Gomorrah comes to the Roman outskirts with a twist in the muscular Italian debut feature Boys Cry (La terra dell’abbastanza), from self-taught filmmaking twins Damiano and Fabio D’Innocenzo. After two best buddies without much hope for a future accidentally kill a pedestrian with their car, they end up becoming lowly hirelings for a local criminal clan. What sets this story of two smartass kids in the criminal underworld apart from many of its brethren is the brothers’ keen perception of the psychological and moral issues that inform the duo’s behavior, as they try to tame the pain of their unfortunate incident by turning what threatens to destroy them – namely, a killing – into the very thing that dominates their lives.
The D’Innocenzos display a fine grasp of cinematic language, frequently opting for what could be considered counterintuitive shots that heighten the scenes’ visceral impact. […] The confidence of the directors also extends to the way in which they play with references to other works of the genre, including not only Gomorrah but also works like the Godfather trilogy.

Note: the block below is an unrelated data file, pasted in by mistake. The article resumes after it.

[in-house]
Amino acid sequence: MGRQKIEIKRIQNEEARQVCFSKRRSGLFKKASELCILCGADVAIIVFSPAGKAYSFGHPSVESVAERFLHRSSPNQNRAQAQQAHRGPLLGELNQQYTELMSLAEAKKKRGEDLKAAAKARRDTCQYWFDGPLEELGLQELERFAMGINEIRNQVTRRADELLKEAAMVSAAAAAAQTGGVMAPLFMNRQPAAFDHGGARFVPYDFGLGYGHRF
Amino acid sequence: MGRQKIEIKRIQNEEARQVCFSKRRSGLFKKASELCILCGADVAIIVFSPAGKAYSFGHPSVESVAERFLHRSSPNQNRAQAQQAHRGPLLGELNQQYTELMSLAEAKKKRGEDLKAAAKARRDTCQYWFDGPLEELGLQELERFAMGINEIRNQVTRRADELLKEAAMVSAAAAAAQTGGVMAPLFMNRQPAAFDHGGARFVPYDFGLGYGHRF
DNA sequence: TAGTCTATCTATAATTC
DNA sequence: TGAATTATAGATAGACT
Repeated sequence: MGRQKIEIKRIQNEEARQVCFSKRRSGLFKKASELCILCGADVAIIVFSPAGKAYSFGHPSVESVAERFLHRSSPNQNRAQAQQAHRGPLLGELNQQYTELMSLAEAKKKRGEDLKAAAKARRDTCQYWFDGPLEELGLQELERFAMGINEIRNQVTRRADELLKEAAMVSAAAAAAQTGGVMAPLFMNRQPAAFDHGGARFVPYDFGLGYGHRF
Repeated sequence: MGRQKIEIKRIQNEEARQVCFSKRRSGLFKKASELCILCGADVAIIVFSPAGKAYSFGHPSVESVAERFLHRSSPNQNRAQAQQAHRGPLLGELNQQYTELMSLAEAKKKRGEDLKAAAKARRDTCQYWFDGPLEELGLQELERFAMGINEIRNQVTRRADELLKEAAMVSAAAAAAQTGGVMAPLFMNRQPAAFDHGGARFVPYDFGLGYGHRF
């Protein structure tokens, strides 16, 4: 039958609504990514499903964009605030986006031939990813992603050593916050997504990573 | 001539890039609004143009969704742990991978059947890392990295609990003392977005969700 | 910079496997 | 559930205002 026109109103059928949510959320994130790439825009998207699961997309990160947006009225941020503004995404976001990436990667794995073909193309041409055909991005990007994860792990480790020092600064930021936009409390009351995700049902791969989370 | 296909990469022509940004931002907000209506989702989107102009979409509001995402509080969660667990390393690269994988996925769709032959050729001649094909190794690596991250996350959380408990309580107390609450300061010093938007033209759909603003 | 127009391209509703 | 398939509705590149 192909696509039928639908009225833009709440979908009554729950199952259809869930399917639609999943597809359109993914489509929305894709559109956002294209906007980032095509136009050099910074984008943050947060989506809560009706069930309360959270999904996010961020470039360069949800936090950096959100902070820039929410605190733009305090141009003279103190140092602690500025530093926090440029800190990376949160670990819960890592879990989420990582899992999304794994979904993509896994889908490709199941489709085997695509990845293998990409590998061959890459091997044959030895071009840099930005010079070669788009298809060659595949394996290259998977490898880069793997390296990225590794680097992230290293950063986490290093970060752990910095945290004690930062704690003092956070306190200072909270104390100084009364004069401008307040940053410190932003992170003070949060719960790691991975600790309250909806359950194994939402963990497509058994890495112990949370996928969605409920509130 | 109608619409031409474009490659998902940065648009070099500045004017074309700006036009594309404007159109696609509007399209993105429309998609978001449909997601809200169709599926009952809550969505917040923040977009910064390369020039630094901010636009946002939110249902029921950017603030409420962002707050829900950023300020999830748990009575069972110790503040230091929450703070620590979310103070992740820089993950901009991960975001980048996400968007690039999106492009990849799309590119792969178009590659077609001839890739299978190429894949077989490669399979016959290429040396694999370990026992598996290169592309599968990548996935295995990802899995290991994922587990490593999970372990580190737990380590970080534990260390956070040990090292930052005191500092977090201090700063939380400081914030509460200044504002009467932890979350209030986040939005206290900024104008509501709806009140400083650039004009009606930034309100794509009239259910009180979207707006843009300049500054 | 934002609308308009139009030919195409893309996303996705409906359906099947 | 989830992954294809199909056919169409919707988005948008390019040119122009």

[Lead actors Andrea] Carpenzano, from the Ravenna area, and [Matteo] Olivetti […] are totally convincing as two down-and-out bros from the derelict Roman suburbs. Poisonous yellows and sickly greens dominate much of the saturated nighttime photography, while Toni Bruna’s jazzy, almost lazily paced score offers an unexpected counterpoint to the duo’s quick slide into a position from which no return might be possible.
Boyd van Hoeij, The Hollywood Reporter